Legal twist means Boult may face lifetime company ban
Legal clauses in the 1993 Companies Act (here and here) mean that if the Registrar of Companies decides to act against Mayor Jim Boult, and fellow former Stonewood Homes director Brent Mettrick, the consequences could be much worse than originally expected.
The Registrar is currently considering evidence against Boult and Mettrick to decide if an order should be made prohibiting them from being company directors. The action relates to the collapse of Stonewood and the behaviour of the two men prior to the collapse.
The case was settled last year for $3.5 million but all of that money went to the liquidators and property developer Chris Meehan, of the Winton Group, who funded the liquidation legal costs. None of the settlement money ended up with creditors who are owed over $26 million.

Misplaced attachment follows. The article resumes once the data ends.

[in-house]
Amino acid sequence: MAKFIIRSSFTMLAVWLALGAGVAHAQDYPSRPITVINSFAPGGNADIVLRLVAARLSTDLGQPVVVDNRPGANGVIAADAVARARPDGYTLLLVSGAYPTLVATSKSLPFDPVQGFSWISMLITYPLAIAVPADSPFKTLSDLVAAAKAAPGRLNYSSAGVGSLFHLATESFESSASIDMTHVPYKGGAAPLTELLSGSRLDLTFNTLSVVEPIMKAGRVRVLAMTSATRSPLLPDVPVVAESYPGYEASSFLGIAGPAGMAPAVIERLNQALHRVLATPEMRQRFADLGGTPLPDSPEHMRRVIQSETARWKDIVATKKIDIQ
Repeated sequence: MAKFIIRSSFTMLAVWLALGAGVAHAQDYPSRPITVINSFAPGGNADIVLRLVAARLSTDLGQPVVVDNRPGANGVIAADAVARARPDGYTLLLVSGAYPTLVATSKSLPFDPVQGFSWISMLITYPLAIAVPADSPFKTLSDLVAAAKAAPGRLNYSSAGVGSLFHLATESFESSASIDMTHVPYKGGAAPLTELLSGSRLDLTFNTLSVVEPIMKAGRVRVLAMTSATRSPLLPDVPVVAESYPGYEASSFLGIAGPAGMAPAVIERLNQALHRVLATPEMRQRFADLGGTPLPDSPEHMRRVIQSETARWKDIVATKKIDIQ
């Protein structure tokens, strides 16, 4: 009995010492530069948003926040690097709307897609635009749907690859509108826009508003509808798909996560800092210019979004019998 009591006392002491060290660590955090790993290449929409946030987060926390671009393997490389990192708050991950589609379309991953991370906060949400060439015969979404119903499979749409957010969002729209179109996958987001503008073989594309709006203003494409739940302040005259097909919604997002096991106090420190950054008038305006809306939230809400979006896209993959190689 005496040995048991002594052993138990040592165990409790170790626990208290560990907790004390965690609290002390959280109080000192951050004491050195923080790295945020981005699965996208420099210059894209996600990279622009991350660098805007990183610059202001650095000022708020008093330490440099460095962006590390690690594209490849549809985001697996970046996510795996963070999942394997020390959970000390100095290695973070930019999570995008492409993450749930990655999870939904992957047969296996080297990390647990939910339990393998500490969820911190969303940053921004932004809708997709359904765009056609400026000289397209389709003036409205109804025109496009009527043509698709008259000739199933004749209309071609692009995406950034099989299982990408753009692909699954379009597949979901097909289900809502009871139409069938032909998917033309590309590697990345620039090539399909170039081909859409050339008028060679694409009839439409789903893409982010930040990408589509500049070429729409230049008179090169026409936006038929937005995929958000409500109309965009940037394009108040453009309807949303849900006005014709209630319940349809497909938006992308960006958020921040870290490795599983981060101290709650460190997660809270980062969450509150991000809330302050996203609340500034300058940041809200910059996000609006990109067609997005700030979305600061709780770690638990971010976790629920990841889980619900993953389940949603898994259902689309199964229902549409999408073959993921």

But because more than five years has passed since the Stonewood collapse any action by the Registrar will have to go to court, where the penalties can be more severe if a judge agrees with the Registrar's arguments.
Instead of a five- or ten-year ban, Boult and Mettrick could theoretically face a much longer prohibition period – even life.
Even a decision by the Registrar to take the matter to court could have wide ranging and serious consequences for the two men, as it would be widely understood that the court case would follow a period of extensive legal consideration.
Mr Boult recently extended his role at the Real Group (formerly Wayfare/Real Journeys) including a number of new directorships. The group of companies is one of New Zealand's largest tourism operators.
Mayor Boult and Mr Mettrick tried to have the liquidation case stopped due to the "mystery" funding provided by Chris Meehan. But a Christchurch judge ruled that the liquidation could go ahead as Mr Meehan's motivation in funding the case was lawful. Mr Meehan told the court that he was partly motivated by the fact he considered Boult unfit for public office.
Rhys Cain of Stonewood liquidators EY told Crux today that he could not comment on the case while the Registrar was still considering the matter.
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